In Review: A Book of Saints for Catholic Moms by Lisa M. Hende

reviewed by Jessica Rinaudo

As a mother of four children, I often find myself caught up in the chaos of every day life. So many times I’m quick to throw up my hands in frustration, feeling like it’s impossible to accomplish anything. It’s an isolating feeling, and it’s easy to feel like I’m the only one facing these daily struggles, or that I’m a bad mom for feeling that way.

But in Lisa Hendey’s A Book of Saints for Catholic Moms, she reminds us that we aren’t doing this alone because Christ is with us every step of the way and that these are struggles moms everywhere face. To help us not only endure, but find joy in these moments of life, she’s penned 52 chapters – one for each week of the year – focusing on a different “saintly friend” and how their struggles and companionship can help us in our own lives.

Each chapter takes the time to help us get familiar with the saint. Hendey shares their life story and their legacy: including popular devotions associated with the particular saint, their words, and lessons she herself has gleaned. There are suggestions for activities and projects separately for mom and then another for the family together. There are scriptures, prayers and reflection questions, all geared to help you bring the saints and your faith more fully into your everyday life.
In the introduction, Hendey offers two ways of reading her book: chronologically, chapter by chapter, each week of the year; or you can browse for the saint that you need in that moment in time. Each saint and their feast day is listed in the back index to help you navigate the book more easily.

This book is chocked full of wisdom and understanding. Hendey tackles everything from the struggle to accomplish domestic tasks to finding grace in our challenges and struggles. Hendey shows us how St. Damien can grant us patience for our sick family members who need us, while St. Isidore can help guide us through the struggles of living in a tech-driven world.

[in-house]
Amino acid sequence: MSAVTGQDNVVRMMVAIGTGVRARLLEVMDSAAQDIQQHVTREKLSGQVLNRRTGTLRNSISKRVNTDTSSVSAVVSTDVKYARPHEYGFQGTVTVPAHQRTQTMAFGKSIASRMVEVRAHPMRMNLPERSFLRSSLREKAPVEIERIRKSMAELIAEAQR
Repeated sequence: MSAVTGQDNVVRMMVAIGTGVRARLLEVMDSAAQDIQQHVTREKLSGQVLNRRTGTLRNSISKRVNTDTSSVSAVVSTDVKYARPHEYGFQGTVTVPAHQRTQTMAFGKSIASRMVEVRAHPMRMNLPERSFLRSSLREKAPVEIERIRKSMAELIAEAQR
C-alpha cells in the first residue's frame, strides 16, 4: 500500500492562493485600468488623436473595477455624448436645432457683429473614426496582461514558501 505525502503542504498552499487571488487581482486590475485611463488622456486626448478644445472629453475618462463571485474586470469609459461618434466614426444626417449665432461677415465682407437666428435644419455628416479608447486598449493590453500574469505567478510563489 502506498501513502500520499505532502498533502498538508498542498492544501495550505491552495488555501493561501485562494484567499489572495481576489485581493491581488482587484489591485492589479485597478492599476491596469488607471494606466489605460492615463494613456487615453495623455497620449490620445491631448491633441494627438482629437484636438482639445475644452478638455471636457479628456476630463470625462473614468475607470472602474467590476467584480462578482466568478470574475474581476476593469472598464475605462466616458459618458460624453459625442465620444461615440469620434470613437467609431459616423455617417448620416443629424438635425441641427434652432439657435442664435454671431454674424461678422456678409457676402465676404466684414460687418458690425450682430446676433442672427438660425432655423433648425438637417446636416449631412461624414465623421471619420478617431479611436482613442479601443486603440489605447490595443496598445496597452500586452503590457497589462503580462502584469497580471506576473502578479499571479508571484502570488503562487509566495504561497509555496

One chapter that stood out to me in particular was that of St. Rose Venerini, whose life didn’t go as she had planned, but still took her situation and not only lived a good life, but improved the lives of those around her. Heney emphasizes the important lesson of  “blooming where you’re planted” instead of focusing on the “what ifs” of our lives.

“Ultimately, Rose’s teaching vocation blossomed through her relationships with women,” said Hendey. “I often find myself turning to my own informal female societies for support just as my mother did. Interestingly, online communities now supplement my own local friendships as I connect with fellow Catholic moms around the world on a daily basis. The common denominator in these friendships – whether physical proximity or online – is a mutual love and a commitment to communal prayer. In our relationships with each other, we live out our commitment to the larger Body of Christ just as Rose did with her friends in Viterbo.”

Through this book I also learned about saints who I was not familiar with, like St. Zita of Lucca, and the much more recent Blessed Chiara “Luce” Badano, who died at the age of 19 from osteosarcoma in 1990.
A Book of Saints for Catholic Moms is a great companion for any Catholic mother – whether she needs more faith direction in her life, or she just wants to learn more about saints and how their lives parallel our own.

A Book of Saints for Catholic Moms is available to purchase from Ave Maria Press and Amazon.com.
It is available to borrow from the Slattery Library inside the Catholic Center in Shreveport.

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